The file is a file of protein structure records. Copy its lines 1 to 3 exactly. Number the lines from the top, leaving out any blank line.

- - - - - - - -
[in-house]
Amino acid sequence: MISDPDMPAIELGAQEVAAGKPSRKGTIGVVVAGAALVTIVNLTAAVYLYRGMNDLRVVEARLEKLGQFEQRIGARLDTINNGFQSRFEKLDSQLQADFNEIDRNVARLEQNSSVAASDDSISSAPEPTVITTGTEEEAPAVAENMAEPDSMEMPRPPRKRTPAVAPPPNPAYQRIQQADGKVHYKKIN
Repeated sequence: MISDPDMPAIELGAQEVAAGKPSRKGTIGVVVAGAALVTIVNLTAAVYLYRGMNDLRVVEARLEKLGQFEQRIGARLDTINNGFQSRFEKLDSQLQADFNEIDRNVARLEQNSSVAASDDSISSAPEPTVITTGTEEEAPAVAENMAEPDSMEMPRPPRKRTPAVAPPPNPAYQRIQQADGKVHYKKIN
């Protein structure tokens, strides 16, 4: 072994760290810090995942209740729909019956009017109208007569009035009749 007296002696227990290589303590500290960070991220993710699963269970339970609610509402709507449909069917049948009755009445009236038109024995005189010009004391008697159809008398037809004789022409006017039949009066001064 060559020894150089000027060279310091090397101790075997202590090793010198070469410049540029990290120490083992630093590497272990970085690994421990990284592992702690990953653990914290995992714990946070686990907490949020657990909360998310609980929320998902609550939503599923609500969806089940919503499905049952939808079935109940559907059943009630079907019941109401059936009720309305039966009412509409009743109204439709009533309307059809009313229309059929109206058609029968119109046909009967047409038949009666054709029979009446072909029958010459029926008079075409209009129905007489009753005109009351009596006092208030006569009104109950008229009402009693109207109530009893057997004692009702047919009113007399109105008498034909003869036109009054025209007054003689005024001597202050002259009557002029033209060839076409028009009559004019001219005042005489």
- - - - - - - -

[in-house]
Amino acid sequence: MISDPDMPAIELGAQEVAAGKPSRKGTIGVVVAGAALVTIVNLTAAVYLYRGMNDLRVVEARLEKLGQFEQRIGARLDTINNGFQSRFEKLDSQLQADFNEIDRNVARLEQNSSVAASDDSISSAPEPTVITTGTEEEAPAVAENMAEPDSMEMPRPPRKRTPAVAPPPNPAYQRIQQADGKVHYKKIN
Repeated sequence: MISDPDMPAIELGAQEVAAGKPSRKGTIGVVVAGAALVTIVNLTAAVYLYRGMNDLRVVEARLEKLGQFEQRIGARLDTINNGFQSRFEKLDSQLQADFNEIDRNVARLEQNSSVAASDDSISSAPEPTVITTGTEEEAPAVAENMAEPDSMEMPRPPRKRTPAVAPPPNPAYQRIQQADGKVHYKKIN